Limited Edition LP.
So that moving from the middle passage forward (and backward), as Jacques Roumaine said, from that “railroad of human bones . . . at the bottom of the Atlantic Ocean,” one traced the very path and life and development, tragedy, and triumph of Black people. How they had been “removed” from Africa and had been transformed by this hideous “trip,” and by the context of their lives in the actual “West,” into a Western people. By the beginning of the nineteenth century, Du Bois points out, the majority of us were “Americans.” (Here, a pause, for “canned” studio laughter!)
At each juncture, twist and turn, as Black people were transformed, so was their characteristic music. It became emphatically clear to me that by analyzing the music, you could see with some accuracy what and why that change had been. To reflect that “newer” them, which I later termed, in the book Black Music, “The Changing Same.” In the continuously contrasting contexts of their actual lives. My deep concentration on the continuing evidence of surviving “Africanisms” and parallels between African customs and philosophies, mores, etc., and the philosophies and their Afro-American continuum were to teach myself, and whoever, that Black people did not drop out of the sky, although, “fo’ sho’,” they continue to be, despite the wildest of ironies, the most American of Americans.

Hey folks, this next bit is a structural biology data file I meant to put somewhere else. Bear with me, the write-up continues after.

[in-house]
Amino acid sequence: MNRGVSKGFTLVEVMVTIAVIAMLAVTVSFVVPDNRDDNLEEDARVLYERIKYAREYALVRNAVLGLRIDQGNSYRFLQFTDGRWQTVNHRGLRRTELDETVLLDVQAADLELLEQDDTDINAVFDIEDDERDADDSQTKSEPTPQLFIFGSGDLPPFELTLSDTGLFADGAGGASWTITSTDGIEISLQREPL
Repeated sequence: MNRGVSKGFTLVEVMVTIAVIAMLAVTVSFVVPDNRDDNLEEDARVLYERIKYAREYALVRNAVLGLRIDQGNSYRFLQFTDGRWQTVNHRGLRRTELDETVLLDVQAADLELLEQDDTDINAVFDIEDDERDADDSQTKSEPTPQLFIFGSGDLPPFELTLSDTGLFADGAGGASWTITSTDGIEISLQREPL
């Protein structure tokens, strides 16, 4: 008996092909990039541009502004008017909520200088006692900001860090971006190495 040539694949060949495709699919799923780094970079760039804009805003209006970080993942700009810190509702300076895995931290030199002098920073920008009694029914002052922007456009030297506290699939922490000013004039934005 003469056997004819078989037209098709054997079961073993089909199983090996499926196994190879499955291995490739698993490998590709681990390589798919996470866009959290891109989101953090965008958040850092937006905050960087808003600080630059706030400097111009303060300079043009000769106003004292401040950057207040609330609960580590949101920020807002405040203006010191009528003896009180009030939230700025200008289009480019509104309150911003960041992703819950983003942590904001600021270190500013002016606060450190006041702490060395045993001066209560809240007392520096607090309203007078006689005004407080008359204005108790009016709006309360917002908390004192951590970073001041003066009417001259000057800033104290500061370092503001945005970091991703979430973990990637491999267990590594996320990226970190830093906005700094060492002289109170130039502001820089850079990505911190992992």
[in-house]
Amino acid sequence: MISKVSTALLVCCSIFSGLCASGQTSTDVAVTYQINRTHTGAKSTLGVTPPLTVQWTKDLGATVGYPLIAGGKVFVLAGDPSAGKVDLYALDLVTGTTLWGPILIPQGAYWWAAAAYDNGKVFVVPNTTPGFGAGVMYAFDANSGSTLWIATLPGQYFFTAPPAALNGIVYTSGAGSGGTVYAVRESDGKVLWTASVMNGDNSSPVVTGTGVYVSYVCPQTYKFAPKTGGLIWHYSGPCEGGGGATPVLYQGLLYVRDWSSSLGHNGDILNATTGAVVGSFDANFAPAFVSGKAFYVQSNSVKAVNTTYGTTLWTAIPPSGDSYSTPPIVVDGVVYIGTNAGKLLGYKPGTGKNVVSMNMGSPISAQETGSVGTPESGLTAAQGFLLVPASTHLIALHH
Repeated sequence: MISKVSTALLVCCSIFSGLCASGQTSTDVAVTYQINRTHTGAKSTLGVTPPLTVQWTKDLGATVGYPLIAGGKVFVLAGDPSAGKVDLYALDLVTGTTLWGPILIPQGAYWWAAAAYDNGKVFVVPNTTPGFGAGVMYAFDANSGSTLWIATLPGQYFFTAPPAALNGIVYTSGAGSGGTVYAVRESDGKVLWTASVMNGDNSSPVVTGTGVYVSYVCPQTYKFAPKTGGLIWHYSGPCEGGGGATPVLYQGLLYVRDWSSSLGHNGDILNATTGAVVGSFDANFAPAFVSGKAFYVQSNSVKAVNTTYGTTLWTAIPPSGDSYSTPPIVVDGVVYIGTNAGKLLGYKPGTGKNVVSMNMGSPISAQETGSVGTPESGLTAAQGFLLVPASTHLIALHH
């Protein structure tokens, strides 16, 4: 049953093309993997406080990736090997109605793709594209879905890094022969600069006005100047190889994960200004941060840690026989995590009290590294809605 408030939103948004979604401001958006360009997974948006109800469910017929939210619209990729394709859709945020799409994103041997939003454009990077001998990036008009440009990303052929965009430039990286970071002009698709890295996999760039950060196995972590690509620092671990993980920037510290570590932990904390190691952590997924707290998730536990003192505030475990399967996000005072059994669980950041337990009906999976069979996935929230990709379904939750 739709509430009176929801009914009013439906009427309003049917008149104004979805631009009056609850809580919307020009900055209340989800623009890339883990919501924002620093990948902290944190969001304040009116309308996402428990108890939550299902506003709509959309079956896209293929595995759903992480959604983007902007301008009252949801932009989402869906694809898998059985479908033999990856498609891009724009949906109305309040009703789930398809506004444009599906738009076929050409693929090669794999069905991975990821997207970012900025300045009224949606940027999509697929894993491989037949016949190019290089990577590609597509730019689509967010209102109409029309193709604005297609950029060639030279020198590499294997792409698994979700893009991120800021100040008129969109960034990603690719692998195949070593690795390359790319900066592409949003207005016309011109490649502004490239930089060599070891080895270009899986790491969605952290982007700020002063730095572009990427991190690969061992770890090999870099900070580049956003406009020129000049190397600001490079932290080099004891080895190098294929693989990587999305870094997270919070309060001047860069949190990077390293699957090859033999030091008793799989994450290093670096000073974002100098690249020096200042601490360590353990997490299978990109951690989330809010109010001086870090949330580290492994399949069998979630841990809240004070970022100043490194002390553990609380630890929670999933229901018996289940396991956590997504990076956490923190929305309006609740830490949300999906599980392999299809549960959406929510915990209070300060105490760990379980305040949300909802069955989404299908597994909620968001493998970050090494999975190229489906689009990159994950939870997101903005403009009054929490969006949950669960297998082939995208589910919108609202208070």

But for all the syncretic re-presentation and continuation of African mores and beliefs, even under the hideous wrap of chattel slavery (“many have suffered as much as Black people ... but none of them was real estate” –– Du Bois), there is one thing that I have learned, since the original writing of Blues People, that I feel must be a critical new emphasis not understood completely by me in the earlier text. That is, that the Africanisms are not limited to Black people, but indeed American Culture, itself, is shaped by and includes a great many Africanisms. So that American culture, in the real world, is a composite of African, European, and Native or Akwesasne cultures, history, and people. [...]
Actually, Blues People is a beginning text. There is much work yet to be done to properly bring the music into the open light of international understanding and collective social development and use –– despite the massive commercial exploitation...*
— Amiri Baraka, Blues People: Blues People: Negro Music in White America (1963)
*excerpt from the introduction of the 1999 First Quill edition by Amiri Baraka